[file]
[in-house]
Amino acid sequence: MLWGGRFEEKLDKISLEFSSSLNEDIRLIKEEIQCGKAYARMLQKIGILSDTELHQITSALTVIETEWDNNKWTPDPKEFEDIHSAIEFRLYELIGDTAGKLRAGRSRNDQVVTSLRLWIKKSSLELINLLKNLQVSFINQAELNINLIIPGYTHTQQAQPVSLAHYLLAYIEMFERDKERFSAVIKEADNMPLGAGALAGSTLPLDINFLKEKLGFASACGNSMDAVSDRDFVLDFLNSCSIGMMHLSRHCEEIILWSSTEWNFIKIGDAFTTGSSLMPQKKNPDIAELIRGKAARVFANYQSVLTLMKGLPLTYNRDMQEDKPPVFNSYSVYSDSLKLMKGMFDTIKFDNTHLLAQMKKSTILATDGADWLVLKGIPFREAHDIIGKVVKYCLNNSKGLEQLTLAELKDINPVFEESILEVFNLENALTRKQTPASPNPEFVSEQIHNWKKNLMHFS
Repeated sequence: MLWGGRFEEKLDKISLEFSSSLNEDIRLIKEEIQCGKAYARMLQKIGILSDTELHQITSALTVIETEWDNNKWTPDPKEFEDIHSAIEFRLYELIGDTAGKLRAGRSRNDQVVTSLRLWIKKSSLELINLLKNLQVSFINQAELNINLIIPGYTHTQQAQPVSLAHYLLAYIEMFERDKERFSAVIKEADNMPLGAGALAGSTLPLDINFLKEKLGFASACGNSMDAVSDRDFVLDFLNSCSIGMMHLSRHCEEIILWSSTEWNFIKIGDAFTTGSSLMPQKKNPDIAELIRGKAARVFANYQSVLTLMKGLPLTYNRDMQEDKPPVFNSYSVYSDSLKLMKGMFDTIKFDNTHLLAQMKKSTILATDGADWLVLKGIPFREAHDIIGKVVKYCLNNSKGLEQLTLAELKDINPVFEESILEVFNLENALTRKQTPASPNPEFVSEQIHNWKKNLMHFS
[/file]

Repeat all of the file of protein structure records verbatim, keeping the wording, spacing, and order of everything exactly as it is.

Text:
[in-house]
Amino acid sequence: MLWGGRFEEKLDKISLEFSSSLNEDIRLIKEEIQCGKAYARMLQKIGILSDTELHQITSALTVIETEWDNNKWTPDPKEFEDIHSAIEFRLYELIGDTAGKLRAGRSRNDQVVTSLRLWIKKSSLELINLLKNLQVSFINQAELNINLIIPGYTHTQQAQPVSLAHYLLAYIEMFERDKERFSAVIKEADNMPLGAGALAGSTLPLDINFLKEKLGFASACGNSMDAVSDRDFVLDFLNSCSIGMMHLSRHCEEIILWSSTEWNFIKIGDAFTTGSSLMPQKKNPDIAELIRGKAARVFANYQSVLTLMKGLPLTYNRDMQEDKPPVFNSYSVYSDSLKLMKGMFDTIKFDNTHLLAQMKKSTILATDGADWLVLKGIPFREAHDIIGKVVKYCLNNSKGLEQLTLAELKDINPVFEESILEVFNLENALTRKQTPASPNPEFVSEQIHNWKKNLMHFS
Repeated sequence: MLWGGRFEEKLDKISLEFSSSLNEDIRLIKEEIQCGKAYARMLQKIGILSDTELHQITSALTVIETEWDNNKWTPDPKEFEDIHSAIEFRLYELIGDTAGKLRAGRSRNDQVVTSLRLWIKKSSLELINLLKNLQVSFINQAELNINLIIPGYTHTQQAQPVSLAHYLLAYIEMFERDKERFSAVIKEADNMPLGAGALAGSTLPLDINFLKEKLGFASACGNSMDAVSDRDFVLDFLNSCSIGMMHLSRHCEEIILWSSTEWNFIKIGDAFTTGSSLMPQKKNPDIAELIRGKAARVFANYQSVLTLMKGLPLTYNRDMQEDKPPVFNSYSVYSDSLKLMKGMFDTIKFDNTHLLAQMKKSTILATDGADWLVLKGIPFREAHDIIGKVVKYCLNNSKGLEQLTLAELKDINPVFEESILEVFNLENALTRKQTPASPNPEFVSEQIHNWKKNLMHFS